UAE extends grace period for company compliance
Article 4 minute read

UAE extends grace period for company compliance

29 July 2016

Companies in the United Arab Emirates have been granted an extra year to comply with the new Commercial Companies Law – but are being urged to do so as swiftly as possible.

A version of this article originally appeared in Governance & Compliance magazine.

The 30 June 2016 deadline for compliance with the new Commercial Companies Law (CCL) No. 2 of 2015 has been pushed to 30 June 2017.

The extension was granted following requests from the Securities and Commodities Authority, the Departments of Economic Development across all the Emirates and a number of existing UAE companies.

Many limited liability companies in the UAE were simply not prepared for the original deadline, risking a daily penalty of AED 2,000 and dissolution. Lack of awareness and understanding was a major reason for this oversight, with most head offices based outside the UAE. There was also some confusion as to whom the new law applied, with companies based in free zone locations being exempt.

In order to comply with the new law, most companies will need to amend their Memorandum of Association and Articles of Association, and ensure all voting rights and General Assembly procedures are clear and in line with regulations.

What has changed

The new law has introduced a number of key changes. Firstly, the number of company types has been reduced from seven to five, with the removal of joint ventures and partnership limited with shares. The five company types are:

  • general partnership
  • limited partnership
  • limited liability company
  • private joint stock company
  • public joint stock company

The new law encourages companies to list and is particularly appealing for family businesses, as families may now retain a higher percentage (70%) of the shares.

For joint stock companies, there are significant changes to corporate governance and the responsibilities for the board of directors, as well as safeguarding the interests of the shareholders and the company as a whole (e.g. the requirement to rotate auditors every three years).

Meanwhile, a new company registrar (referenced in the law) is being established to oversee trade name applications and avoid duplication across the different Emirates. Other key changes include:

Simpler LLCs

Some amendments have been made to make limited liability companies (LLCs) simpler and more attractive to investors. LLCs (and private joint stock companies) can now be set up by one individual with no change to the foreign ownership rights (although this individual must be from the Gulf Cooperation Countries) and there is no maximum number of managers (previously capped at five). LLCs must apply International Accounting Standards and Practices.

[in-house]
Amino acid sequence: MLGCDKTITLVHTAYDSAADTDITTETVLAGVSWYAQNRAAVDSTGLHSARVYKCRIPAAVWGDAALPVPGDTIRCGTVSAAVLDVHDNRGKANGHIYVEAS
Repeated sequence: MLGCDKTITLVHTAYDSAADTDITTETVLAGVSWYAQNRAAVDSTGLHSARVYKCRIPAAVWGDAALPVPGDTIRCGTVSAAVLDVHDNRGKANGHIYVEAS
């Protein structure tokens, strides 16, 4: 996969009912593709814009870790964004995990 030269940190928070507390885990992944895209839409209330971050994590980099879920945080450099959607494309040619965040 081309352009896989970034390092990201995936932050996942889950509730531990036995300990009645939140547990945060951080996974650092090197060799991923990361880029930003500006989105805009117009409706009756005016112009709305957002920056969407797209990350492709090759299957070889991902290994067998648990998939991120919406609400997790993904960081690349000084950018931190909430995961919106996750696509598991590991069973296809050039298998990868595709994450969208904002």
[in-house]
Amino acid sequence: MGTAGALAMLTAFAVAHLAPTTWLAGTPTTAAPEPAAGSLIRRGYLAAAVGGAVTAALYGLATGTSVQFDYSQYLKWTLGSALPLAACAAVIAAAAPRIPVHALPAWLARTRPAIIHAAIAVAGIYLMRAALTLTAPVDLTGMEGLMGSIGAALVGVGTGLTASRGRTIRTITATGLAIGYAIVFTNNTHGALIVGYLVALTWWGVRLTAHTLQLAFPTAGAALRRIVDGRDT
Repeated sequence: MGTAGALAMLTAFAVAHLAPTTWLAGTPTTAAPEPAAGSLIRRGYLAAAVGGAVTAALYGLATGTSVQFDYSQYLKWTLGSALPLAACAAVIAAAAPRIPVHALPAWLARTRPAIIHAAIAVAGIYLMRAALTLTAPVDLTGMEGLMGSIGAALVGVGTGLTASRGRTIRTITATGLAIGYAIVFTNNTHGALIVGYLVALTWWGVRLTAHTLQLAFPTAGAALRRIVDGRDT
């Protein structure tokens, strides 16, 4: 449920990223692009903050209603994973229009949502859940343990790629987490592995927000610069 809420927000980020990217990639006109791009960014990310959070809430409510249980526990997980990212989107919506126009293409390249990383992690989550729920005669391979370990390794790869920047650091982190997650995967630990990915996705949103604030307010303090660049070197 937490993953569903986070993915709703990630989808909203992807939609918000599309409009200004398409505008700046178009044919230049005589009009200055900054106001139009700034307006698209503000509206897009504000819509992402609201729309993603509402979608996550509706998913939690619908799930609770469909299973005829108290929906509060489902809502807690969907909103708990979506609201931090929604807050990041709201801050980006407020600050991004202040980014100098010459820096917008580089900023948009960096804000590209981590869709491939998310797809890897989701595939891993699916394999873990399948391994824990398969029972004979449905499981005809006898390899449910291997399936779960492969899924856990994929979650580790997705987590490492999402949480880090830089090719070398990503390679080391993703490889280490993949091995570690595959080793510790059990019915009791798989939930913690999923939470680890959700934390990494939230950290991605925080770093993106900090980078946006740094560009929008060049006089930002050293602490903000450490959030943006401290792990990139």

Quorum of the General Assembly

Voting regulations for board meetings and general assembly meetings are also clarified within the new law. The new minimum attendance quorum of the shareholders’ assembly is 75% attendance of shareholders holding 50% of the share capital. If the quorum is not met in the first meeting a second meeting (with 14 days’ notice) attended by shareholders holding 50% of the share capital is valid. If the quorum is not met in the first two meetings, a third meeting with a notice period of 30 days is valid with no minimum quorum requirement. The Articles of Association must be amended to reflect this change.

Steps to compliance

Reviewing compliance should be a priority for all companies registered in the onshore market in the UAE in order to ensure their entity types, governance structures and board governance meet the new regulations. Most companies will have to make some changes to their Articles of Association (AoA) since all Article numbers pursuant to the old law were moved and changed.

The AoA must also now include the full name, nationality, date of birth and place of residence/domicile of each founder/shareholder. Once the company’s AoA have been updated in line with the new requirements and approved by the shareholders, they must then be signed in front of the Notary Public in the UAE (by not only the authorised signatory for the company but also their local Emirati sponsor or agent (nominee shareholder).

Documents must be translated and approved by the notary before they can be signed and stamped. Advance notice and schedule coordination is required in order to complete this essential step.

From 1 July 2017, any company that has not made the required amendments will be deemed dissolved and risk fines of AED 2,000 per day. It is therefore recommended that companies now move as swiftly as possible within the extended grace period to incorporate all of the new regulations within the Memorandum and their governance structures.

Need more information? Get in touch with our experts in the UAE.

Subscribe to eAlerts for more updates like this, straight to your inbox.

Written by

Stephanie Williams

General Manager, UAE

Insights and updates delivered to your inbox.

Sign up now